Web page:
“Nations have the right to block things which they do not perceive to be in their national interest. Turkey’s position is not unusual. The United States does it all the time, ”said Jim Townsend, former Assistant Deputy Secretary of Defense and senior researcher at the Center for a New American Security, a think tank in Washington. “But in this case, it made me very sad to see Turkey using its right to raise an issue regarding the embezzlement of Belarus,” Townsend told Al-Monitor.
Townsend continued, “I’m sympathetic where Erdogan finds himself in a tricky neighborhood playing with the devil.” Townsend speculated that Erdogan probably gave in to Russian President Vladimir Putin’s pressure on Belarus. “I don’t think this action helped Turkey. I know how important Turkey is for NATO, but NATO is also very important for Turkey. It’s a two-way street. If Erdogan does this to make a point, it will be expensive, ”Townsend said.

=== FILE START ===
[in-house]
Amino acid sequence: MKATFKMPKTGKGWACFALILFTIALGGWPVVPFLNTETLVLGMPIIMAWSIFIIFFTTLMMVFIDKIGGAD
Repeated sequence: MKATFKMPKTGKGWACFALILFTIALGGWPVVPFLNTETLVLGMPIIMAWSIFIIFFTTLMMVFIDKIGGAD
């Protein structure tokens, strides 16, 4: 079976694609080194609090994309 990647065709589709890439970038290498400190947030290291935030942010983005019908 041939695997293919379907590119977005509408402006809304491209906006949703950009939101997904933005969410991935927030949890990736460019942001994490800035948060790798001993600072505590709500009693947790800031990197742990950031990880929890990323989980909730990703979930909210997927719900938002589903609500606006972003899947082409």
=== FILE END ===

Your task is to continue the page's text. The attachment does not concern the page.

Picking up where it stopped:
Turkey’s nascent military ties with Russia, exemplified by its acquisition of S-400 missiles, have already come at a cost. It was excluded from the consortium producing state-of-the-art F-35 fighter jets and barred from acquiring high-value US military assets under the Countering America’s Adversaries Through Sanctions Act.
Sherman, who arrived in Turkey on Friday for official talks, is said to have offered Turkey a number of options to get out of the S-400 quagmire. “Turkey is well aware of the measures it needs to take,” Sherman told private broadcaster CNNTurk. “We discussed ways to take them. And it will be a decision that Turkey will have to take, ”she said. Turkey refuses to back down, saying the acquisition of Russian weapons is a done deal and talks about buying Russian-made Sukhoi fighter jets if the F-35 remains banned. The United States said such a move would result in further sanctions.
As Turkey’s relations with the United States continue to crumble, NATO is emerging as the sole institution to keep the country in the transatlantic security orbit. As such, the S-400 issue is “never discussed in NATO,” even though the US position is rooted in the argument that the Russian system compromises NATO security. “The [NATO] the secretary general and the NATO bureaucracy thought it would weaken cohesion if we discussed the differences, ”said one of the diplomatic sources.